Harder realities of ‘soft-skills’ failures

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How important are ‘soft-skills’ for doctors?

Well, there’s general consensus across meetings, conferences and the medical press that the answer is obvious. So let’s ask a different question.

What priority is being given to genuinely improving ‘soft-skills’?

It’s a question worth considering as numerous media reports have a ‘Groundhog-Day-oh-no-not-again!’ feeling about them. We’ve had bullying in the Highlands, a persistent culture of abuse at Whorlton Hall and a study where 74% of medical student reported experiencing ‘teaching by intimidation‘.

Clearly, major transgressions by the key perpetrators are central to these cases. But such events are often compounded by ‘soft-skills’ failures from their leaders and colleagues. For a variety of reasons, when witnessing problematic behaviour, doctors are failing to take effective action. Many don’t even attempt to intervene. Perhaps they feel intimidated by a difficult personality. Perhaps they don’t know how to have the difficult conversations. In some cases, the perpetrators are simply repeating behaviours which are entrenched in the culture. So, it just seems ‘normal’.

Impacts of the failures

The direct impacts of bullying and intimidation of NHS staff members are well documented. Stress, absence and burnout are all too common. Occasionally, such negative experiences can have tragic consequences. The alarm bells ring loudly each time to flag that something must change. Again. And again.

But look further and there is a growing body of evidence of further impact.

If you are a regular reader of Oxford Medical’s Insights then even the title of this blog you are reading might give the Groundhog-Day feeling. In August last year, we shared Hard realities of ‘soft-skills’ failures by doctors. In that piece, we were commenting on the conclusion that ‘toxic bickering’ between groups of doctors led directly to an increased rate of patient deaths from cardiac surgery at St George’s Hospital, London. Poor leadership had compounded the original dysfunctional behaviour.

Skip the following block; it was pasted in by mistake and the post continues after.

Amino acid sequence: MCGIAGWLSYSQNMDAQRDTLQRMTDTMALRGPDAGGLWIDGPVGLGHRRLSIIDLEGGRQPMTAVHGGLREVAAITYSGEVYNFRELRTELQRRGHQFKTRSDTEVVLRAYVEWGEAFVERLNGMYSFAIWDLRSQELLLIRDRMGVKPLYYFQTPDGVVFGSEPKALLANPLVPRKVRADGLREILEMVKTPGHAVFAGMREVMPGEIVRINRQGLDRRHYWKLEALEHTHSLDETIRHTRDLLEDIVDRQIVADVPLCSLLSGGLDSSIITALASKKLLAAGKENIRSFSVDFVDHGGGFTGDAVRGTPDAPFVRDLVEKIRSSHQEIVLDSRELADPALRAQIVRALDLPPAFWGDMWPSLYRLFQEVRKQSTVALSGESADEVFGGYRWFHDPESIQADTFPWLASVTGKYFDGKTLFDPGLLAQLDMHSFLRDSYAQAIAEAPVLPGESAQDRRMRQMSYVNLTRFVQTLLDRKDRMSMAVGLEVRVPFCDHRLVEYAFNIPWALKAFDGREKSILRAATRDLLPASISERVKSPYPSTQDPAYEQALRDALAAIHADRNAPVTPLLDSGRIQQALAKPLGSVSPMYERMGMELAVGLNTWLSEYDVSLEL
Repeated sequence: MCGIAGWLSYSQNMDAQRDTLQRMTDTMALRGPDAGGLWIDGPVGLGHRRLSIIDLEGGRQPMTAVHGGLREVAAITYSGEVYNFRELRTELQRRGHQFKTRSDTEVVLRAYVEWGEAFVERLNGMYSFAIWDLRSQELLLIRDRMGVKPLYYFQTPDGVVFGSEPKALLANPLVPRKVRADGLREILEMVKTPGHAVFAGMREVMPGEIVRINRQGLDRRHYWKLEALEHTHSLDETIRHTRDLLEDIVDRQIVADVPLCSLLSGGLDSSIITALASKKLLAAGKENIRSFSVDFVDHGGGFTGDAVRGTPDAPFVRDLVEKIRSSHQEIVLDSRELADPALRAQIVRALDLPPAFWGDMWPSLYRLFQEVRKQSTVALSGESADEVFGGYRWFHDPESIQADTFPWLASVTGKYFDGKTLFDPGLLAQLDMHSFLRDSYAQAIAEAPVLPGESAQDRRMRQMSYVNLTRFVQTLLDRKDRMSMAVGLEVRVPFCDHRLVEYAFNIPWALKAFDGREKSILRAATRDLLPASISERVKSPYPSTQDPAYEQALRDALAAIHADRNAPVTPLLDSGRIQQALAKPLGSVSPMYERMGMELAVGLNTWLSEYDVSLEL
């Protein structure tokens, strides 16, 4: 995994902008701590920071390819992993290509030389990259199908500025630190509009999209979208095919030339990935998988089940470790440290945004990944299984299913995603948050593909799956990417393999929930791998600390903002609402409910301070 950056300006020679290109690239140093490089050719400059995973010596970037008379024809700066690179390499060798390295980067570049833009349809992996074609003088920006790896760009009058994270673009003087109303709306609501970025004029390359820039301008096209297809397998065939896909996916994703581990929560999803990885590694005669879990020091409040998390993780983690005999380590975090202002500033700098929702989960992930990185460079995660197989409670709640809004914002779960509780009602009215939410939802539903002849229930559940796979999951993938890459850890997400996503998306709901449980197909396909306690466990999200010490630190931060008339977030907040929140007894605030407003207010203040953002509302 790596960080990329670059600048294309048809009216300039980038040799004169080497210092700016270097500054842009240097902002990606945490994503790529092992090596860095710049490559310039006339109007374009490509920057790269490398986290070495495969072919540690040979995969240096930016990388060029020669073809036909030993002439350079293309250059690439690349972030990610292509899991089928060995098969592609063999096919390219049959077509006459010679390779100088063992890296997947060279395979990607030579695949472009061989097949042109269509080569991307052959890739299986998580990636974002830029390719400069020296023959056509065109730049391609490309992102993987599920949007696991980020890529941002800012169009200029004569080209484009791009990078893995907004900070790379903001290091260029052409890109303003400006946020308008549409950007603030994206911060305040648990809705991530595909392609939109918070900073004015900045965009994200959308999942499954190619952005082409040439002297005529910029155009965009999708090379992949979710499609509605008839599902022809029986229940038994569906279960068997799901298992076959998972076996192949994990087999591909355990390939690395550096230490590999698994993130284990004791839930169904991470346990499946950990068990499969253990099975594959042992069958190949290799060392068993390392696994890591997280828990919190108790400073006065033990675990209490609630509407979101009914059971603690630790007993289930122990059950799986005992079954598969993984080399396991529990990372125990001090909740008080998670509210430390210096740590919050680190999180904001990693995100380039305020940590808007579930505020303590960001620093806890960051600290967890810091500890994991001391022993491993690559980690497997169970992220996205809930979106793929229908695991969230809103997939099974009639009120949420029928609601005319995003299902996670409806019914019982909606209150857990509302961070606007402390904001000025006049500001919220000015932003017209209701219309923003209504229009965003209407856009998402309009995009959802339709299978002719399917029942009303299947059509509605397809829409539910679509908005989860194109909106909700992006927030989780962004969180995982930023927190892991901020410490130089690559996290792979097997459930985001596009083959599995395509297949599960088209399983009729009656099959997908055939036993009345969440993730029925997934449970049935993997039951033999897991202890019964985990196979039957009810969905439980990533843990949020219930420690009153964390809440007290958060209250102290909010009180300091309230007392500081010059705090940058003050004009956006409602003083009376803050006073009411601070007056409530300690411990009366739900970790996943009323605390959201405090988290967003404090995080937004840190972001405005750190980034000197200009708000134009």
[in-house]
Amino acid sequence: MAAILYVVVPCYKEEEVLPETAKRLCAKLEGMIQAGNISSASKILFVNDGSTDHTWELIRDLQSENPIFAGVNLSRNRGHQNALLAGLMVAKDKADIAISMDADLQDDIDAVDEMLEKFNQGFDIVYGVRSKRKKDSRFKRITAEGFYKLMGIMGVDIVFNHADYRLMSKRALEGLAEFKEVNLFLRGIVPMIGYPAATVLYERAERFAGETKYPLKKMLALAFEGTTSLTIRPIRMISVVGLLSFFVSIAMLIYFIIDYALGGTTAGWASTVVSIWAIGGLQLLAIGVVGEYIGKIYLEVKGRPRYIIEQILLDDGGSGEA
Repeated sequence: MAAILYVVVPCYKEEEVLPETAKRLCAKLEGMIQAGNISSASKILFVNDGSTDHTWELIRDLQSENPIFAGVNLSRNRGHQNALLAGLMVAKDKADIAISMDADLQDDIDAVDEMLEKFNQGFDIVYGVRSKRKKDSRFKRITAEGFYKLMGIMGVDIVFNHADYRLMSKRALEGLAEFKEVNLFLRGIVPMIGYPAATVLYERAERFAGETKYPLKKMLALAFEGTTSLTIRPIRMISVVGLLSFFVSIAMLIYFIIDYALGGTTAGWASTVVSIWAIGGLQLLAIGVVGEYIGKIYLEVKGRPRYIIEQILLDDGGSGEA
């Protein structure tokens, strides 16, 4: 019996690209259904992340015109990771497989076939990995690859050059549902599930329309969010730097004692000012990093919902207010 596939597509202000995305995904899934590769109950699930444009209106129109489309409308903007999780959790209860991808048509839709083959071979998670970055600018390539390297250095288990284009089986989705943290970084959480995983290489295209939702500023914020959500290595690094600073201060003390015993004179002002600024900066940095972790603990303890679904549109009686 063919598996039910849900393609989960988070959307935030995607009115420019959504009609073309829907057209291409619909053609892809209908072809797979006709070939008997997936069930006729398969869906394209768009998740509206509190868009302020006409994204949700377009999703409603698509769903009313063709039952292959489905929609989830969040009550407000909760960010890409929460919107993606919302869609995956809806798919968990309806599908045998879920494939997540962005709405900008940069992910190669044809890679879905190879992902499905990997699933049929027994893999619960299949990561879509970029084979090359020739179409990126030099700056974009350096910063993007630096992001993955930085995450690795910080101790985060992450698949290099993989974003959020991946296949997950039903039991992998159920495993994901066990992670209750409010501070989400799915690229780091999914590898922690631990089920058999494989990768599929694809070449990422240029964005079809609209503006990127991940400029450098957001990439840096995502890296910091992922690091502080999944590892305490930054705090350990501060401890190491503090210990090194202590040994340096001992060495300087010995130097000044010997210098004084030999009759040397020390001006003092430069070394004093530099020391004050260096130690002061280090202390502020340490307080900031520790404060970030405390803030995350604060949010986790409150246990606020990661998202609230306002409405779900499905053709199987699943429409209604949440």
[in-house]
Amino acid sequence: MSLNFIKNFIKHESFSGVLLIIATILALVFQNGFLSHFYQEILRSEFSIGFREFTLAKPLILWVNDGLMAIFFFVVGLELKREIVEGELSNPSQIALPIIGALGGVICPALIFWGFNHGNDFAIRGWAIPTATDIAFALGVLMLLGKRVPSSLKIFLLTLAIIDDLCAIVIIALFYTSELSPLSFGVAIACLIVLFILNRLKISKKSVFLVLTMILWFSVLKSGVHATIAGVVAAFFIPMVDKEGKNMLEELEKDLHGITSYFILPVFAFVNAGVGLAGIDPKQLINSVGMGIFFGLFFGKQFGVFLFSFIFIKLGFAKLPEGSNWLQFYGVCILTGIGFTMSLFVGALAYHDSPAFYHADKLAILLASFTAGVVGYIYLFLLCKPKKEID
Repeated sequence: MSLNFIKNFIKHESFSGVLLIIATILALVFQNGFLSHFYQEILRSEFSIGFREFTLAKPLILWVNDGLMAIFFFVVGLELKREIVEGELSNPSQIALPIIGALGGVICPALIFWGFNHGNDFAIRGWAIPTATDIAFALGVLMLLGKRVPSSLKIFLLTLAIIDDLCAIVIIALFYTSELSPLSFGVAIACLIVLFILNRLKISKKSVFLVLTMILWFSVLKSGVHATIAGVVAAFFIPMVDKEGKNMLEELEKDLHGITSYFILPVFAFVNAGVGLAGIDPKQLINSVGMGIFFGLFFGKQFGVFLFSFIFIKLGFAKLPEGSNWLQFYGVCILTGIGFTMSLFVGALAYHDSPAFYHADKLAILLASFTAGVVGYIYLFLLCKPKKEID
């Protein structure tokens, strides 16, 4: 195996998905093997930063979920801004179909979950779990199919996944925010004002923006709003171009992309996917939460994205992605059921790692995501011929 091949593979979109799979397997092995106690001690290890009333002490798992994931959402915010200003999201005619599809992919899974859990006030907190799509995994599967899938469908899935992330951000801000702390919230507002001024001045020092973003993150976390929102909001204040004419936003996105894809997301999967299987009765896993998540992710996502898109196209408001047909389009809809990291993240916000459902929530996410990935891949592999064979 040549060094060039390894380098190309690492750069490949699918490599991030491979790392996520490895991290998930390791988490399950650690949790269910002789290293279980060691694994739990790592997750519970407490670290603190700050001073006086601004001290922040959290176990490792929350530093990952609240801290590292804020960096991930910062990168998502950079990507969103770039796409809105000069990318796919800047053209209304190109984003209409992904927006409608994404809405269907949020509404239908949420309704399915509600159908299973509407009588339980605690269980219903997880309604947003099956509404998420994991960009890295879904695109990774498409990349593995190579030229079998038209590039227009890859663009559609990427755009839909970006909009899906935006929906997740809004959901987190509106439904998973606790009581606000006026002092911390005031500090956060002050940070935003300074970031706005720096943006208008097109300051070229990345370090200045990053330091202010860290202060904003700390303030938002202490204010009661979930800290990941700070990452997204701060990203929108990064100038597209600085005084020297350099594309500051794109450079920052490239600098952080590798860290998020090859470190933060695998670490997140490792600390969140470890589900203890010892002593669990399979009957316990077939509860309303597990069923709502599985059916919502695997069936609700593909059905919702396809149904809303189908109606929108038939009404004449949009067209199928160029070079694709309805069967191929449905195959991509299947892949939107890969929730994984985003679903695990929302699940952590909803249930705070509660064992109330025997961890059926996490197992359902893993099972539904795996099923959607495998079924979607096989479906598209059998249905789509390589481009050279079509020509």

An isolated case?

Was St George’s an isolated case? Unfortunately, no. The Groundhog-Day feeling was there again last week with news of problems at Morcambe Bay UHT’s urology services. Dysfunctional team behaviour and bullying were directly implicated in a patient’s death. BMJ reported:

The RCS found “a lack of coordinated team approach to delivery of care and unclear lines of consultant responsibility” and, as these issues had not been resolved, a similar incident could occur again. Disagreements in how to treat patients had resulted in consultants refusing to assist one another.”

Exceptional cases?

It’s easy to dismiss these events as being down to a few bad apples. A few underperforming doctors can have a major impact. Yet, on our various courses, our delegates regularly share real experiences where team communication problems have had direct impacts on patient care and staff wellbeing. In addition, our research reveals that many doctors struggle with basic team interaction skills. That’s from their own self-assessment.

That suggests the high profile incidents mentioned are simply the thick end of the wedge.

‘Soft-skills’ can be tough

In our previous blog, mentioned earlier, we questioned if the ‘soft-skills’ label was part of the problem. It sounds a bit nebulous. And how much impact can you have with something that is ‘soft’? Maybe it’s for people who don’t have ‘the right stuff’. But the hard reality is that applying ‘soft-skills’ can be really tough.

It typically takes the bravery and determination of a lone whistle-blower to bring the extreme cases to wider attention. These doctors prioritise doing the right thing over personal concerns or even risk to their career. We commend them for their actions. Once again though, this is at the extreme end of the issue.

For successful, everyday practise, doctors must have a sound knowledge regarding how and why individuals develop into teams. They should also understand how and why teams go wrong and how to effectively deal with issues. They must be capable of getting things done without reverting to bullying or intimidation. The abilities to deal with differences, conflict and to have those difficult conversations when the going gets tough is as important as any other skill. Such skills must be learned, improved and utilised to shape a constructive culture.

Our conversations with organisations indicate they are slowly waking up to the need for doctors to be equipped with these skills. (Their motivation may, in part, be self-protection as patient care as failures can lead to litigation). And doctors must recognise that attention to these abilities is essential for continued professional development and team performance. Good Medical Practice makes this very clear. It’s the only way to break free from the Groundhog-Day cycle.

What steps are you taking to develop your ‘soft-skills’?

Stephen McGuire – Director of Development